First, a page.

Say I have this URL to an image:


And I want to have image.jpg actually be served from another server entirely (different machine and IP), at


Is it possible to configure Apache in such a way that any requests to www.domain.com/image.jpg are actually completely served by static.domain.com/image.jpg, but to the user it looks like it is coming from www.domain.com/image.jpg?

  • Why bother with obscurity? A 2nd domain for static content is widely used - e.g. Google - *.gstatic.com & Facebook - *.fbcdn.net. If you proxy, it will be transparent, but you will consume bandwidth on the proxy (and lose the concurrency of a 2nd domain) - the request goes through the proxy in both directions. You could implement a rewrite, which will send the browser to the other domain - it adds an extra step (and latency) for each request, doesn't consume much bandwidth on the proxy (www.domain.com), and your link could use www.domain.com (but the user can detect it - e.g. using Firebug). – cyberx86 Nov 27 '11 at 3:00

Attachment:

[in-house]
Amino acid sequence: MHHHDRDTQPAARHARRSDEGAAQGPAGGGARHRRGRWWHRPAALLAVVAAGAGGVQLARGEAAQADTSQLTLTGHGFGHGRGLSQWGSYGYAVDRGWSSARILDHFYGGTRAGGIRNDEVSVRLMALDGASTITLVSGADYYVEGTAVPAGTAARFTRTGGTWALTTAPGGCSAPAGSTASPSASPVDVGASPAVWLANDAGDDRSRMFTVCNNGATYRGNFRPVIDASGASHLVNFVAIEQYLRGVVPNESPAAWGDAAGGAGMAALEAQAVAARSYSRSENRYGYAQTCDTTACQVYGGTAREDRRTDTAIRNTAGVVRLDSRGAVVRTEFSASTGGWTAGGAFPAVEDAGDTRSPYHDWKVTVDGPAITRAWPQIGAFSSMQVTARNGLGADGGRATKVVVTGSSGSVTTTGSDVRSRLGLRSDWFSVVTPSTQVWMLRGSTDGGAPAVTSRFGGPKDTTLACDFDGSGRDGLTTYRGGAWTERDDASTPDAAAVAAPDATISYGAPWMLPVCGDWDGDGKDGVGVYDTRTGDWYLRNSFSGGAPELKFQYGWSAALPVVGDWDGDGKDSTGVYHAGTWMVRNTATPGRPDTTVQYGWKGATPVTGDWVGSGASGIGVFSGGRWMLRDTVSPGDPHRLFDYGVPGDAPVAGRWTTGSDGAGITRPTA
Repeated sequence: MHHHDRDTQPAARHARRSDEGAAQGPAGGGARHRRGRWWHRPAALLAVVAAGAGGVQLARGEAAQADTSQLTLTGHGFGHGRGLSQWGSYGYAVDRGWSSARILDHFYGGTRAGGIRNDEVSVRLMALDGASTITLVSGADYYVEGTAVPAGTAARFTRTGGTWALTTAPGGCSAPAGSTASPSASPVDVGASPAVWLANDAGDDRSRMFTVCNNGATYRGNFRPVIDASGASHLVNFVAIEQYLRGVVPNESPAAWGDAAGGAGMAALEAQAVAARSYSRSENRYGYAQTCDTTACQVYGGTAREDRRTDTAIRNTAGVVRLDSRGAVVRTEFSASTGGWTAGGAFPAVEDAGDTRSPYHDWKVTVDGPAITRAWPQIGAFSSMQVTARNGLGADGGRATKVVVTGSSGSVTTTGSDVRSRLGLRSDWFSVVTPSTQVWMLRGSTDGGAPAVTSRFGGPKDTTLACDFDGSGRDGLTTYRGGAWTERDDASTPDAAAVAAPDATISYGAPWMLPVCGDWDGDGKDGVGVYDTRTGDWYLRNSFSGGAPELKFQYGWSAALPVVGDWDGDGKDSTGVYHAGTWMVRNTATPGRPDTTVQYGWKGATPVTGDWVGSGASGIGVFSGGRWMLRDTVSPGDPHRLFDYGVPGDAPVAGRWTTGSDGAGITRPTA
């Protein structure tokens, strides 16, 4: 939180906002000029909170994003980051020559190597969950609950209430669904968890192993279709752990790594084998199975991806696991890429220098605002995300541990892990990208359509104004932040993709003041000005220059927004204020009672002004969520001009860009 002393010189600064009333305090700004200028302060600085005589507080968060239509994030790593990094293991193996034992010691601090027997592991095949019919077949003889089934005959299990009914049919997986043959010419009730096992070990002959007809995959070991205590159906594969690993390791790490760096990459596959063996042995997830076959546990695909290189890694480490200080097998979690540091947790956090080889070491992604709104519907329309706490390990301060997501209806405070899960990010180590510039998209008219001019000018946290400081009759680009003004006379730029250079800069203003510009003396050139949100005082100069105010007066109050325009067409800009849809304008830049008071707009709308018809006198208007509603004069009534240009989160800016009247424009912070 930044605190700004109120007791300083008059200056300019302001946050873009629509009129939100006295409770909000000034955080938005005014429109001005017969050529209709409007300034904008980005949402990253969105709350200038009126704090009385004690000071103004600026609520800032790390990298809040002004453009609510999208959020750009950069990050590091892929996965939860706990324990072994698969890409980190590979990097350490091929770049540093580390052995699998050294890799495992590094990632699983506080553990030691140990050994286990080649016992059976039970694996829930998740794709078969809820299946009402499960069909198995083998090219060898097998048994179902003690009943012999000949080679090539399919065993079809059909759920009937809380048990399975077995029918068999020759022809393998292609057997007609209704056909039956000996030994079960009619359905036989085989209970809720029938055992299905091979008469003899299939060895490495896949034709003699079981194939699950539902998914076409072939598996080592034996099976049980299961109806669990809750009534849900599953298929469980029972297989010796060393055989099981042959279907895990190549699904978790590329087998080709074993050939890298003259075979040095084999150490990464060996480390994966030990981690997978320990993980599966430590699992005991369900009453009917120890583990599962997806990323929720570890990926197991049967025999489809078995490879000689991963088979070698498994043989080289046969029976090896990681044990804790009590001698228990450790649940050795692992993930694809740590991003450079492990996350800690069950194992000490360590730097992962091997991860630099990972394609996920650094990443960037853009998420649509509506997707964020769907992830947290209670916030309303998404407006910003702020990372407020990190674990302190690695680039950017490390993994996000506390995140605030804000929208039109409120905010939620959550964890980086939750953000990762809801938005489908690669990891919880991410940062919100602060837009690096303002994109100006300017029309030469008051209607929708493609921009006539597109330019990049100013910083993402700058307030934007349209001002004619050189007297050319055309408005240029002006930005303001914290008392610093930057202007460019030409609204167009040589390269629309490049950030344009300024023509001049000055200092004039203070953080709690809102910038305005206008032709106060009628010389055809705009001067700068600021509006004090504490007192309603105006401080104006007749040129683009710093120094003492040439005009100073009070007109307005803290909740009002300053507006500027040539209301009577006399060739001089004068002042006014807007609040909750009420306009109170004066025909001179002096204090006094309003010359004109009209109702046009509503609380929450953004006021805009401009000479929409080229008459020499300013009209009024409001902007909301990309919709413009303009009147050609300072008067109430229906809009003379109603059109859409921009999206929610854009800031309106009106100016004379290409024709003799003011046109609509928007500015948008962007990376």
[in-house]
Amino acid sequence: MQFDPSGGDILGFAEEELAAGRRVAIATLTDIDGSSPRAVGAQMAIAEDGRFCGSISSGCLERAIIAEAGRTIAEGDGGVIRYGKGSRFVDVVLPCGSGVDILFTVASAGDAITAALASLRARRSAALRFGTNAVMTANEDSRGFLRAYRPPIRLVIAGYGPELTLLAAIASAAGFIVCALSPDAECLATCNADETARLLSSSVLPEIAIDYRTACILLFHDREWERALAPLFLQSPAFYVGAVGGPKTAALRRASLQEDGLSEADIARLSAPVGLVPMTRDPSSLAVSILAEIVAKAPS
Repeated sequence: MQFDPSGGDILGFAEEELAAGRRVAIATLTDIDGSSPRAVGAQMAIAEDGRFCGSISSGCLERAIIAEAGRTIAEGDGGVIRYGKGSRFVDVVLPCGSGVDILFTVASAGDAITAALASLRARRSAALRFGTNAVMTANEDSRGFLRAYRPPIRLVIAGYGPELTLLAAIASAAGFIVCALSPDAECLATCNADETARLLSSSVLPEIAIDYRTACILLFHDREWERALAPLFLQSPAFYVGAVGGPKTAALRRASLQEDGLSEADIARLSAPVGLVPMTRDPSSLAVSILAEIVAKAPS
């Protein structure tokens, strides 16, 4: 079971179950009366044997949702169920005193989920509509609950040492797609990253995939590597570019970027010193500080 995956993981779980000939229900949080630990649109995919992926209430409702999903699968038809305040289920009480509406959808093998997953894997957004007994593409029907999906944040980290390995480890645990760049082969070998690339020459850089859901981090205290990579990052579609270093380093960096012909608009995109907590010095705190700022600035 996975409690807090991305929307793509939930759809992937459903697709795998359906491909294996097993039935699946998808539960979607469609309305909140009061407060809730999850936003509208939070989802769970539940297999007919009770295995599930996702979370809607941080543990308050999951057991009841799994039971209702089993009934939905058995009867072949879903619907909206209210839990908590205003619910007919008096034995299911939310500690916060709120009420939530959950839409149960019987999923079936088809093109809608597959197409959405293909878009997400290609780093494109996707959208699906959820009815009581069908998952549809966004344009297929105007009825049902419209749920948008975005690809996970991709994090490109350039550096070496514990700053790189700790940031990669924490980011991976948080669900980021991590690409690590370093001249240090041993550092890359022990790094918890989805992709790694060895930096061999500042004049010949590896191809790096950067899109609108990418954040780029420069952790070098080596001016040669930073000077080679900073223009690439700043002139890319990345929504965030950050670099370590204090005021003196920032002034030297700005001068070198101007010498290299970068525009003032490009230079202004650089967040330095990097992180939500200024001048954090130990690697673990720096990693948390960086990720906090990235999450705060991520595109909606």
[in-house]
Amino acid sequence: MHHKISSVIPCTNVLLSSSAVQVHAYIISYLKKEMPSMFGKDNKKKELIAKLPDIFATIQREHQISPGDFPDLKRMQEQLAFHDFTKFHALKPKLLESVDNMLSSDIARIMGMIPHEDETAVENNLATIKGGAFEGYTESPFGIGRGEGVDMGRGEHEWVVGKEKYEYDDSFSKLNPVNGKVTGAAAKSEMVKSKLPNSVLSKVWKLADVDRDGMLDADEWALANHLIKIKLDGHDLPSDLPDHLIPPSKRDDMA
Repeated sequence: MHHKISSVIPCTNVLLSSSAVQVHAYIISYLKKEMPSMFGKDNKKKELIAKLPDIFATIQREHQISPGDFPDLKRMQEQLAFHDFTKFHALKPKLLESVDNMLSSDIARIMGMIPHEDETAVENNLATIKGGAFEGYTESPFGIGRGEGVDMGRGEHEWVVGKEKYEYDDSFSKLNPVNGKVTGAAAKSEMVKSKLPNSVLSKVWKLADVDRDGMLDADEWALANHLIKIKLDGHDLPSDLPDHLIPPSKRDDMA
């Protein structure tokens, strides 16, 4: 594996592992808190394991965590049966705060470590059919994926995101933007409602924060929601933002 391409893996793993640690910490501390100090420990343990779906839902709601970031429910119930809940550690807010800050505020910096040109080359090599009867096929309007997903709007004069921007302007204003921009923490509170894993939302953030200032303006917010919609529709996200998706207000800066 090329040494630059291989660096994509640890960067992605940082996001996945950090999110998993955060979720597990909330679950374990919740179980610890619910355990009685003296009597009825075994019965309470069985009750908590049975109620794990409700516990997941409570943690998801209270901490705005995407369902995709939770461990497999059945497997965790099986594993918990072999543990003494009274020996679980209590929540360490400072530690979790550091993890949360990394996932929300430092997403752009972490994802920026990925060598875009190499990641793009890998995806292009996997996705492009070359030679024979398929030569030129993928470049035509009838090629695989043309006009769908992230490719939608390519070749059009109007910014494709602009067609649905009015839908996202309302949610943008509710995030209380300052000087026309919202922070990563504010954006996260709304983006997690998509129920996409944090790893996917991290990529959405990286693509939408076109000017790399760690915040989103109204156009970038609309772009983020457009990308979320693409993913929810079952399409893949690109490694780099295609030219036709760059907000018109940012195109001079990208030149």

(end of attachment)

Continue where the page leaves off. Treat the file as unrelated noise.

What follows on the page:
No matter what you do, if you try to serve content from multiple servers using a single outward-facing address, you are going to have to somehow get the content down the TCP connection that was established to www.domain.com to start with, because it's not technically feasible to "hand over" an established TCP connection to another machine.

Your only option is to use a redirect - which is detectable. But why bother, except possibly so avoid breaking incoming hyperlinks? The web was intended from the beginning to let a single web page contain information from multiple servers.

So keep it simple! :-) And if you use a seperate hostname for your static files, you'll be in good company.

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This might be possible if you have control over the switch your servers are on. You would need to make use of Direct Server Return. This is a pretty advanced setup though, and probably doesn't make a lot of sense unless you have a large number of machines.

The far better solution is to just serve the content directly from static.domain.com. Even if you have to pay for an extra SSL certificate, it's going to come out far cheaper in terms of the amount of time you spend on it. If this isn't an option for you, please tell us why.

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